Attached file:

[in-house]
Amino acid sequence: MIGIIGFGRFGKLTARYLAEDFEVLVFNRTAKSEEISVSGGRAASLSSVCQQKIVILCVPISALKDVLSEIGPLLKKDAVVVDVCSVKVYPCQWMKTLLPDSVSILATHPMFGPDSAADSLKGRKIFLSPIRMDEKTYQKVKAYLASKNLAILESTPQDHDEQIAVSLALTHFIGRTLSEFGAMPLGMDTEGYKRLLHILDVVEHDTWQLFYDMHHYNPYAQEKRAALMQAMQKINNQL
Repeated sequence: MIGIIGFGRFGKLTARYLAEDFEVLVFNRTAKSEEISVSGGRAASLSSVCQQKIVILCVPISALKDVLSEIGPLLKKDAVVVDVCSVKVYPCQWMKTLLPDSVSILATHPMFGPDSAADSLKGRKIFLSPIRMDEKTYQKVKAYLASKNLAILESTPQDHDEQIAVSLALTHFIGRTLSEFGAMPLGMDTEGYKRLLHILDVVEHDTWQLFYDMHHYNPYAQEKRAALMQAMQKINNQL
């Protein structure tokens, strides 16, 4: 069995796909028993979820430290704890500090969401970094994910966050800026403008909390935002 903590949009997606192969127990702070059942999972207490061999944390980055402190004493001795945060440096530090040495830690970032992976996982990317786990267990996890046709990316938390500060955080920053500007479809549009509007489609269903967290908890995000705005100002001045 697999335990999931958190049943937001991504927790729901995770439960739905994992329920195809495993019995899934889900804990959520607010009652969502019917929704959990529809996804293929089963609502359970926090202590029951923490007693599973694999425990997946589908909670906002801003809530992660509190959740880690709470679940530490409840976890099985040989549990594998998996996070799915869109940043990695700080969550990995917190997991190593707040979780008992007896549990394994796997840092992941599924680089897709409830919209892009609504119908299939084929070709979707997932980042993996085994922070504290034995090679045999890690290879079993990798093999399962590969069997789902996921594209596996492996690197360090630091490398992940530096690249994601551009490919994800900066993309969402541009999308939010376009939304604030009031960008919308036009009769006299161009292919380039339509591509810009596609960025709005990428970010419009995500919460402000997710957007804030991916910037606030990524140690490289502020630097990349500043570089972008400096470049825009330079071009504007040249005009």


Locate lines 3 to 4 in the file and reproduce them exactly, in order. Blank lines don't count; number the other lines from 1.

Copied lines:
Repeated sequence: MIGIIGFGRFGKLTARYLAEDFEVLVFNRTAKSEEISVSGGRAASLSSVCQQKIVILCVPISALKDVLSEIGPLLKKDAVVVDVCSVKVYPCQWMKTLLPDSVSILATHPMFGPDSAADSLKGRKIFLSPIRMDEKTYQKVKAYLASKNLAILESTPQDHDEQIAVSLALTHFIGRTLSEFGAMPLGMDTEGYKRLLHILDVVEHDTWQLFYDMHHYNPYAQEKRAALMQAMQKINNQL
């Protein structure tokens, strides 16, 4: 069995796909028993979820430290704890500090969401970094994910966050800026403008909390935002 903590949009997606192969127990702070059942999972207490061999944390980055402190004493001795945060440096530090040495830690970032992976996982990317786990267990996890046709990316938390500060955080920053500007479809549009509007489609269903967290908890995000705005100002001045 697999335990999931958190049943937001991504927790729901995770439960739905994992329920195809495993019995899934889900804990959520607010009652969502019917929704959990529809996804293929089963609502359970926090202590029951923490007693599973694999425990997946589908909670906002801003809530992660509190959740880690709470679940530490409840976890099985040989549990594998998996996070799915869109940043990695700080969550990995917190997991190593707040979780008992007896549990394994796997840092992941599924680089897709409830919209892009609504119908299939084929070709979707997932980042993996085994922070504290034995090679045999890690290879079993990798093999399962590969069997789902996921594209596996492996690197360090630091490398992940530096690249994601551009490919994800900066993309969402541009999308939010376009939304604030009031960008919308036009009769006299161009292919380039339509591509810009596609960025709005990428970010419009995500919460402000997710957007804030991916910037606030990524140690490289502020630097990349500043570089972008400096470049825009330079071009504007040249005009």